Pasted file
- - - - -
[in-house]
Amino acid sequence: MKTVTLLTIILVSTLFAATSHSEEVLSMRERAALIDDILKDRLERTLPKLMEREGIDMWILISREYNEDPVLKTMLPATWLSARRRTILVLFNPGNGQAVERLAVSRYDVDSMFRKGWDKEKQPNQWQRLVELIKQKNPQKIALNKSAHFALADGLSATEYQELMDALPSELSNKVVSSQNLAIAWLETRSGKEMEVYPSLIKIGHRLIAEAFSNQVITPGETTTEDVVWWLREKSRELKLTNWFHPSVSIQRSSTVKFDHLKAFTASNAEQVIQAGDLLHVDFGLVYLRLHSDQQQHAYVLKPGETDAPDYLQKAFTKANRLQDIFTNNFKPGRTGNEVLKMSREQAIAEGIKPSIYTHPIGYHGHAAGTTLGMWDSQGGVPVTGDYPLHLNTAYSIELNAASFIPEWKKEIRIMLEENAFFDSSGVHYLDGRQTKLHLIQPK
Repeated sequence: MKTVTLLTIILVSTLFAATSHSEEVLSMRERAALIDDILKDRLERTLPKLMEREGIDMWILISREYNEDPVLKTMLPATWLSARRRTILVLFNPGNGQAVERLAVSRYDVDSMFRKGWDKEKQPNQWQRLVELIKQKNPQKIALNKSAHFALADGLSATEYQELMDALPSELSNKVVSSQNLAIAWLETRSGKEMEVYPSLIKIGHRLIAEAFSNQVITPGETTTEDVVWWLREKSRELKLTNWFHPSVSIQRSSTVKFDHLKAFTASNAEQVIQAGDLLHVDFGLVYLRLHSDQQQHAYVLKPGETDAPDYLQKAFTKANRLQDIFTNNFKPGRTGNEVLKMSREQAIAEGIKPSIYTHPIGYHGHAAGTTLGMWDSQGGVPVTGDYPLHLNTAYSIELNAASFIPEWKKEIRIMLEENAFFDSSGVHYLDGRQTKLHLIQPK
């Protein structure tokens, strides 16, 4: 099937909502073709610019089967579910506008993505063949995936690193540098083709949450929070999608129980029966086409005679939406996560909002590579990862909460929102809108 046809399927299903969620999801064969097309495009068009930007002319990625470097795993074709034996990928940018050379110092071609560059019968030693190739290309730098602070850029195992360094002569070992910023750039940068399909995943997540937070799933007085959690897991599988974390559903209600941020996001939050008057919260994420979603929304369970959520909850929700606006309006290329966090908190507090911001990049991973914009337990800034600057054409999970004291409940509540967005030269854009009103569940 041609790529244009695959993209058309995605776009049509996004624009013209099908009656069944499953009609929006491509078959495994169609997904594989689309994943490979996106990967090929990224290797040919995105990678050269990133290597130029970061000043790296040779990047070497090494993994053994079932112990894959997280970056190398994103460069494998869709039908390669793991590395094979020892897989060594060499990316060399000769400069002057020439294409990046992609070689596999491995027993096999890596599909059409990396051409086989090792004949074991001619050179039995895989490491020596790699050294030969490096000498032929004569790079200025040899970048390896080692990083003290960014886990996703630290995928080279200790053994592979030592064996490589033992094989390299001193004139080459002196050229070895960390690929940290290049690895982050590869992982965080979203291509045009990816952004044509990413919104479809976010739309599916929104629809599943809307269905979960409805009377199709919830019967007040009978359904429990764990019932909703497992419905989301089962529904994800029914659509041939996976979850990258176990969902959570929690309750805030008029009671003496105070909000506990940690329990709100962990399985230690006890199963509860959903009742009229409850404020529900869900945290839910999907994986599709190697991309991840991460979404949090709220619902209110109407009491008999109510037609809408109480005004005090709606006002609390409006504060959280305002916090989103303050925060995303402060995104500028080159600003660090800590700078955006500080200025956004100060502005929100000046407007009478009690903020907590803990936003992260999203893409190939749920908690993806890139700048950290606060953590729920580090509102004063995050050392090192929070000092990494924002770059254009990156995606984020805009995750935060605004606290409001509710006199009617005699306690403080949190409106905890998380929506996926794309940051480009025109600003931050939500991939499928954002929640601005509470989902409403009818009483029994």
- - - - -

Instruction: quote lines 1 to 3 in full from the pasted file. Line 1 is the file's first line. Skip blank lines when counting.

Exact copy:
[in-house]
Amino acid sequence: MKTVTLLTIILVSTLFAATSHSEEVLSMRERAALIDDILKDRLERTLPKLMEREGIDMWILISREYNEDPVLKTMLPATWLSARRRTILVLFNPGNGQAVERLAVSRYDVDSMFRKGWDKEKQPNQWQRLVELIKQKNPQKIALNKSAHFALADGLSATEYQELMDALPSELSNKVVSSQNLAIAWLETRSGKEMEVYPSLIKIGHRLIAEAFSNQVITPGETTTEDVVWWLREKSRELKLTNWFHPSVSIQRSSTVKFDHLKAFTASNAEQVIQAGDLLHVDFGLVYLRLHSDQQQHAYVLKPGETDAPDYLQKAFTKANRLQDIFTNNFKPGRTGNEVLKMSREQAIAEGIKPSIYTHPIGYHGHAAGTTLGMWDSQGGVPVTGDYPLHLNTAYSIELNAASFIPEWKKEIRIMLEENAFFDSSGVHYLDGRQTKLHLIQPK
Repeated sequence: MKTVTLLTIILVSTLFAATSHSEEVLSMRERAALIDDILKDRLERTLPKLMEREGIDMWILISREYNEDPVLKTMLPATWLSARRRTILVLFNPGNGQAVERLAVSRYDVDSMFRKGWDKEKQPNQWQRLVELIKQKNPQKIALNKSAHFALADGLSATEYQELMDALPSELSNKVVSSQNLAIAWLETRSGKEMEVYPSLIKIGHRLIAEAFSNQVITPGETTTEDVVWWLREKSRELKLTNWFHPSVSIQRSSTVKFDHLKAFTASNAEQVIQAGDLLHVDFGLVYLRLHSDQQQHAYVLKPGETDAPDYLQKAFTKANRLQDIFTNNFKPGRTGNEVLKMSREQAIAEGIKPSIYTHPIGYHGHAAGTTLGMWDSQGGVPVTGDYPLHLNTAYSIELNAASFIPEWKKEIRIMLEENAFFDSSGVHYLDGRQTKLHLIQPK